Amazon appears to have suspended a number of China-based sellers from its site that Which? investigations have linked to fake and incentivised review practices.
Many of the brands affected offered products that were extremely popular on the platform, regularly appearing in bestseller lists and bearing the Amazon's Choice badge.
The move follows the Competition and Markets Authority (CMA) launching a formal over concerns neither is doing enough to tackle fake reviews, and to determine whether the two sites have broken consumer law.
Which? reached out to Amazon for more information on the apparent purge. It did not respond to our specific questions, but did reiterate that 'We are relentless in protecting our store and will take action to stop fake reviews regardless of the size or location of those who attempt this abuse'.
Among the brands were Apeman, Enacfire and Victure - and alongside several other listings, all of these brands appear to have been removed from the site.
This appears to be part of a wider purge of products from the marketplace. Over the last month, other popular brands including Aukey, Fairywill, Mpow and Ravpower met the same fate.
A report by Marketplace Pulse suggests that in fact hundreds of top Chinese sellers have been removed as a result of Amazon enforcing its rules against policy violations, including fake reviews and review manipulation. It estimates that total yearly sales of the suspended sellers exceed $1 billion.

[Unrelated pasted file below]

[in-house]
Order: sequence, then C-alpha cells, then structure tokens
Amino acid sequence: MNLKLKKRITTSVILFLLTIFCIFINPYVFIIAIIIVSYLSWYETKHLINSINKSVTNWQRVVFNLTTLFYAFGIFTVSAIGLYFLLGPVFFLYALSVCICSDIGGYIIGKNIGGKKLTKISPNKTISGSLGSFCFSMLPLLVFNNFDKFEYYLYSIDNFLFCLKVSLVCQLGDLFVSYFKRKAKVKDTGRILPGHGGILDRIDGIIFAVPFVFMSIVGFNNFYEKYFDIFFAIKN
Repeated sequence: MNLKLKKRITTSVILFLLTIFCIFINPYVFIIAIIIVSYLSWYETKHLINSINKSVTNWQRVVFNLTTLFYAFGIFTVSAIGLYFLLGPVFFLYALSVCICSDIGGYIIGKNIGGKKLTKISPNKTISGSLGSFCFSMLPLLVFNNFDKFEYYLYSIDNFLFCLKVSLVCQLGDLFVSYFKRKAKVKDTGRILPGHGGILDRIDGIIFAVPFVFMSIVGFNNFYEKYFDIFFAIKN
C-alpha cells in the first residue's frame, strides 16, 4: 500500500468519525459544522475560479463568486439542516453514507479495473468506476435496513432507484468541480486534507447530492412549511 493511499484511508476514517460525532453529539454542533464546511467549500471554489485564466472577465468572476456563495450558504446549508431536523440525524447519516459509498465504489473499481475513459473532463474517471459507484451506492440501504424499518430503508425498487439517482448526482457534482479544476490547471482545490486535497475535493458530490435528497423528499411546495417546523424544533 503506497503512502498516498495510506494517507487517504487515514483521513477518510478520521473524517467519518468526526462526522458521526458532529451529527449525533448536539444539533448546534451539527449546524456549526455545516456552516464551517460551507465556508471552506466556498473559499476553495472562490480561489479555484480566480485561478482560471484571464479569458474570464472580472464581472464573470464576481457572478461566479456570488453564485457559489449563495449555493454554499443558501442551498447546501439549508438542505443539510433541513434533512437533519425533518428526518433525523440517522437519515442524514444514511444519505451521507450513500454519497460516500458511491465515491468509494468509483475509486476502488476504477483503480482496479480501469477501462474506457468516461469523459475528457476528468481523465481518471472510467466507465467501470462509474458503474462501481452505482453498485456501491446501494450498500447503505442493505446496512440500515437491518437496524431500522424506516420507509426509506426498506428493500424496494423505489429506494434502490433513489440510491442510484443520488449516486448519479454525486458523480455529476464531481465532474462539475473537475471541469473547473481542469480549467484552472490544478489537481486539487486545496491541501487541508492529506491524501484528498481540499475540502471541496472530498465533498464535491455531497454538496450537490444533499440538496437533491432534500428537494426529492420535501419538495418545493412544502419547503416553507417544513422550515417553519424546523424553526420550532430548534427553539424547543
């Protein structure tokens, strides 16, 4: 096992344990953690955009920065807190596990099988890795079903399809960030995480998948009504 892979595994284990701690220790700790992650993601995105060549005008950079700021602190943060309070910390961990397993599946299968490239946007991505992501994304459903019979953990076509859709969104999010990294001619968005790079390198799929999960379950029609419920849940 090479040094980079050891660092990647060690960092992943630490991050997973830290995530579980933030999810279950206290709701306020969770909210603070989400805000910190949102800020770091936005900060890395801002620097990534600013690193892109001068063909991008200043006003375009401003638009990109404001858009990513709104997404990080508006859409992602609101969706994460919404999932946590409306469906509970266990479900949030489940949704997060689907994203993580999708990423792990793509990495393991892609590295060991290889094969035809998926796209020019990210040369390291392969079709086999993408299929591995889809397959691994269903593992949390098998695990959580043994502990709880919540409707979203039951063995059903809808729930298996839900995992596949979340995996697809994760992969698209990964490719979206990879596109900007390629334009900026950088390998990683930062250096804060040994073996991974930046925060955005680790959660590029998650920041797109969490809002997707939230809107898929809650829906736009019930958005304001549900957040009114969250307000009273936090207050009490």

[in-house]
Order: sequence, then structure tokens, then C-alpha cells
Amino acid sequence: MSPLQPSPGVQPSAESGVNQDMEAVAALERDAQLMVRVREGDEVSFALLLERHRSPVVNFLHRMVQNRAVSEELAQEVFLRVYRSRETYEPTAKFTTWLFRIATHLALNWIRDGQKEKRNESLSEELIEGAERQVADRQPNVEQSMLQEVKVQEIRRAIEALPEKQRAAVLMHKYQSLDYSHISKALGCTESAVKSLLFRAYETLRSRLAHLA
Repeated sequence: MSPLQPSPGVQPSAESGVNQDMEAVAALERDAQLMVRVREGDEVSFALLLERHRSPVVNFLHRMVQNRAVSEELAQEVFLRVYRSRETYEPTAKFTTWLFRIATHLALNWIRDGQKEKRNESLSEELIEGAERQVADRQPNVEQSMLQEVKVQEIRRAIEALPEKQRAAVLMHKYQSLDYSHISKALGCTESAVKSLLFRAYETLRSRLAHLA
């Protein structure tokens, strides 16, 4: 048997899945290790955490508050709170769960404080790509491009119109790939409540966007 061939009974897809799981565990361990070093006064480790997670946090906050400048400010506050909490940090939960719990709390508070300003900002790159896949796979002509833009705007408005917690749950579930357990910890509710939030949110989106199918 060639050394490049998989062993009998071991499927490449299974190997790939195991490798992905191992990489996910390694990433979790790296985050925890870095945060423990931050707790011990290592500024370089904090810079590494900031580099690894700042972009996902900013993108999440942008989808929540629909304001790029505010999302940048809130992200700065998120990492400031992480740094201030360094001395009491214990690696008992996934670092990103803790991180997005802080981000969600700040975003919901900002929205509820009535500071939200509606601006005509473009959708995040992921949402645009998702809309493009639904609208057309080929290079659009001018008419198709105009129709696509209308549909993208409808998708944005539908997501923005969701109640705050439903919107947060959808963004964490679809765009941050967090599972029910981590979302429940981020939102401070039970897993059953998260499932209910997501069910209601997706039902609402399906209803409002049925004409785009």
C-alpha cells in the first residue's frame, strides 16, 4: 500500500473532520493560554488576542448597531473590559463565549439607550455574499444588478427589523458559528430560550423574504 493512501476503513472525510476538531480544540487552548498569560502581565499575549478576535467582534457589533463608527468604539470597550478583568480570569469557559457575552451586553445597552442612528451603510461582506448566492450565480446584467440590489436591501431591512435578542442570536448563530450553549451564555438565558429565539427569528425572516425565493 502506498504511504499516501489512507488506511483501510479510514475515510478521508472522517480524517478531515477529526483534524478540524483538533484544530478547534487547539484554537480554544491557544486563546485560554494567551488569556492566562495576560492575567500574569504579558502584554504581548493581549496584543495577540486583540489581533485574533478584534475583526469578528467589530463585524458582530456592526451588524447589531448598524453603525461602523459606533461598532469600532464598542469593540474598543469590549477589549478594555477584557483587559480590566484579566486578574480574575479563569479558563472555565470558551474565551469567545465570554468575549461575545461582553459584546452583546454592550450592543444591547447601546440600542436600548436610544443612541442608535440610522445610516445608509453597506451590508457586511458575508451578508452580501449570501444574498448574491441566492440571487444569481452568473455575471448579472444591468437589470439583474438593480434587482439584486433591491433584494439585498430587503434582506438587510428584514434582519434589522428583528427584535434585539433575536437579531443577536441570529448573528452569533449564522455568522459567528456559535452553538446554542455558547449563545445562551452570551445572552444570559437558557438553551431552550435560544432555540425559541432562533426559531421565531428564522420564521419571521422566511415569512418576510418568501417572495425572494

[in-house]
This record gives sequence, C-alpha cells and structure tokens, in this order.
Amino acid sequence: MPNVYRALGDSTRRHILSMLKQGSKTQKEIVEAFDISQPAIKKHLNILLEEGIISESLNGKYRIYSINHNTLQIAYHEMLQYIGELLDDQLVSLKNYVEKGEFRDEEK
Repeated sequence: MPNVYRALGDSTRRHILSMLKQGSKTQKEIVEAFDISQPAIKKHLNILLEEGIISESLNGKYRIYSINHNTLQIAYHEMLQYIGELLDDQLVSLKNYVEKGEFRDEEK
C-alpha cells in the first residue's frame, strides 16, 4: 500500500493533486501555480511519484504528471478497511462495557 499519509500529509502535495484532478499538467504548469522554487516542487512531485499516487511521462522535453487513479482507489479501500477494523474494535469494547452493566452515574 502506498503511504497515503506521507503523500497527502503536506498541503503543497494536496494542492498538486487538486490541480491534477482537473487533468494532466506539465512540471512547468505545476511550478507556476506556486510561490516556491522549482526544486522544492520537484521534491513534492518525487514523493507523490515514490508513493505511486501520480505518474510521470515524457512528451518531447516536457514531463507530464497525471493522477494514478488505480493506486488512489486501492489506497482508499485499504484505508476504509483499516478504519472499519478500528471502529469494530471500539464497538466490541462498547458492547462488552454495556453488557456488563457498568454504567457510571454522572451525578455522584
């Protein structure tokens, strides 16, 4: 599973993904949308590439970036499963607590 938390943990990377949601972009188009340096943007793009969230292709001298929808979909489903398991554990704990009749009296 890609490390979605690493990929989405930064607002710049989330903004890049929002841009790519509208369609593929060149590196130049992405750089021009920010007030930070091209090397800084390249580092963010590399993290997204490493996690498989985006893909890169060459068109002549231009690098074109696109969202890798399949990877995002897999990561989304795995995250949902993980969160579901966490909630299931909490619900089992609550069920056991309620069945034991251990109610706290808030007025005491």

Amazon has strict policies against review manipulation, including fake reviews. In 2016 it banned incentivised customer feedback, and its anti-manipulation policy states that if a seller or brand has tried to manipulate reviews, it may immediately suspend or terminate their seller privileges, including removing reviews, and delisting related products. Should the misconduct violate laws, Amazon could also take legal action including civil and criminal penalties.
Amazon said it pursues lawsuits for 'reviews manipulation' against any sellers or manufacturers who 'attempt to purchase fraudulent reviews' as well as the parties who provide and post those reviews. It encourages anyone who suspects 'review manipulation' is taking place or that its guidelines are being violated in any other manner to notify it.
A string of Which? investigations have illustrated the problems caused by fake reviews.
Which? believes stronger action is needed to address the ongoing problems caused by misleading reviews on Amazon and other online marketplaces.
We're calling for the CMA's investigation to rapidly get to the bottom of the problem of fake and misleading reviews. If it finds sites that host reviews are not doing enough to detect and prevent misleading reviews, then strong action must be taken to prevent increasing numbers of consumers from being misled.
If the CMA's investigation doesn't resolve the problem, the government must consider how it will increase websites' legal responsibilities for fake and misleading review activity.